After getting settled into our rooms (I wanted to just pass out right then and there on our king sized bed). We met back down in the lobby and headed onto the bus for another fabulous site... The Temple of Heaven!
This is where the Emperors would go to worship and offer sacrifice. It is an incredible structure that is so ornately decorated. It was gorgeous. The blue tiles were on all of the buildings, representing Heaven. I loved the vibrancy of it. There is actually a smaller replica of this same temple in downtown Calgary, Alberta - so it was like a taste of home. A must see!
BUT, my favorite part of the Temple of Heaven was the people who would gather in the park to play games, play music, craft, or just relax.
I loved just watching the people enjoying each other's company, playing Chinese chess, and just "being". There were so many interesting people to see and I started getting bold with photographing them.
I was starting to feel sick during this visit, however, so I sat down to rest outside of the Hall of Prayer for Good Harvest, and enjoyed some people watching. Just a personal note - I know that the Lord blessed me HUGE on this trip. I have CFS, and I was really worried about how I would do with all of the "go, go, go!" but I only experienced 3 migraines, and 2 of them were relatively short-lived. This was one of those times. BLESSINGS!!!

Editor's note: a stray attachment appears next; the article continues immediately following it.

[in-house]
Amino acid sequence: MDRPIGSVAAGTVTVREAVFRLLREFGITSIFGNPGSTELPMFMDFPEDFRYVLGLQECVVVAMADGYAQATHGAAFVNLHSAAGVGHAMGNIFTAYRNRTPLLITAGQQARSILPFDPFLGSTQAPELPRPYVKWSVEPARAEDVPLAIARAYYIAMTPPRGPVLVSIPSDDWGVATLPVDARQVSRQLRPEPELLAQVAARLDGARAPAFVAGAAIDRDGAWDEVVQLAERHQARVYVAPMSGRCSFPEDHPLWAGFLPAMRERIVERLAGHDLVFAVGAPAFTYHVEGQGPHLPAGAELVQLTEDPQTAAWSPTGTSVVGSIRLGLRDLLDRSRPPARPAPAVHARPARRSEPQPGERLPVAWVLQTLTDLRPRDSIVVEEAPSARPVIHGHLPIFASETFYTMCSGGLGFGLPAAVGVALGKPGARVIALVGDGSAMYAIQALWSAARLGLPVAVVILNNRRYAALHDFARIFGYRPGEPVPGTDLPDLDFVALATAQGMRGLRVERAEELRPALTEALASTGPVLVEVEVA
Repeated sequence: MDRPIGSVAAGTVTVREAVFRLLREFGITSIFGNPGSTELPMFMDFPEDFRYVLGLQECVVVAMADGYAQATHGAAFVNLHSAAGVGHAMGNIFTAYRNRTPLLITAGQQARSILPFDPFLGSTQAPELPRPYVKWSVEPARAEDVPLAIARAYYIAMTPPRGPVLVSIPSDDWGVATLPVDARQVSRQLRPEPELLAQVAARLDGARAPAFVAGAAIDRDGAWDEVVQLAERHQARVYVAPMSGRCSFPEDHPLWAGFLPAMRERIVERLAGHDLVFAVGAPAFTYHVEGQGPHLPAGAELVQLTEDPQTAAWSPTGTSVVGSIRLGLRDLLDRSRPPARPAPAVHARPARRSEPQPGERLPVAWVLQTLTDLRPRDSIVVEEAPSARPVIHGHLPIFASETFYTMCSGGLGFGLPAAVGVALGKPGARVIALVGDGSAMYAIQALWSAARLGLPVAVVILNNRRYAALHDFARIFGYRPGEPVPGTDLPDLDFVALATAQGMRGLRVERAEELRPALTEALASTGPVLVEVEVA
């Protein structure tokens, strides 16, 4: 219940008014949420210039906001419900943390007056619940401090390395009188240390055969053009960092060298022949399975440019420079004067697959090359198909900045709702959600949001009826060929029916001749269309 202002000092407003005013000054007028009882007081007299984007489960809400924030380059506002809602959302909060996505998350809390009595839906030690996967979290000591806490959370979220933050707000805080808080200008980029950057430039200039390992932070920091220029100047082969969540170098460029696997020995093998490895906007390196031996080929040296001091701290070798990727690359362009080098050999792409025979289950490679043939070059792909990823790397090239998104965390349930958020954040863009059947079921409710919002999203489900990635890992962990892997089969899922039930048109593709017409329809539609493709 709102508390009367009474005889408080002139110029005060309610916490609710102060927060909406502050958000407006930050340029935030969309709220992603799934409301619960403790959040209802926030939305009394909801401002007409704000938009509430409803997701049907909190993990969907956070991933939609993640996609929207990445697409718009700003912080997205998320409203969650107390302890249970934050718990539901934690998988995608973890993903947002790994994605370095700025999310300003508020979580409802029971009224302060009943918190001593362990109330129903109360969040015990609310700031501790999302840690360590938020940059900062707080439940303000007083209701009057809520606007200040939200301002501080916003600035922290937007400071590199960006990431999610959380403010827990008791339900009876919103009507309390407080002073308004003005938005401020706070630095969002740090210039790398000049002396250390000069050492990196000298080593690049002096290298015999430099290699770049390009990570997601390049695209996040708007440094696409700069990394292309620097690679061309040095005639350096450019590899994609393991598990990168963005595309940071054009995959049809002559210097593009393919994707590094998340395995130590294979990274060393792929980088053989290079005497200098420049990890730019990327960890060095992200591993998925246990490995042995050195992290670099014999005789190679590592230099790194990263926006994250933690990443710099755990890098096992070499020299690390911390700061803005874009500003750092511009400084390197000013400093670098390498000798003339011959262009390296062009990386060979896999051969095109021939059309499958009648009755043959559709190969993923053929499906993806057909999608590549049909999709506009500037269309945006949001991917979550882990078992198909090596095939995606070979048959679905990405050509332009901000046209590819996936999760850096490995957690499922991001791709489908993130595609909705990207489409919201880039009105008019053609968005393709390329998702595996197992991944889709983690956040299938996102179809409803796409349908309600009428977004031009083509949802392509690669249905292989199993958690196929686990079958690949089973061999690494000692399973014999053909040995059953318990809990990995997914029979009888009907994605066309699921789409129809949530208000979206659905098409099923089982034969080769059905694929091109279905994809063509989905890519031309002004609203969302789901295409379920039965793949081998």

Lunch was at a "Hot Pot" restaurant. Have you heard of this? Each person gets a personal pot filled with water and some seasoning. Then an oil lamp type thing is lit underneath to heat the water (thus, the "hot pot" name). Then you are given an array of different raw meats, noodles, and veggies that you cook in your own hot pot! It wasn't just a meal...it was an experience!
I don't think I did mine correctly, though - mine didn't have a lot of flavor. And poor Baylie got a little burned when a fleck of hot water splashed onto her arm. The staff were right on it, though, with a cold cloth, some ointment, and lots of love :) She was fine...not even a tiny mark!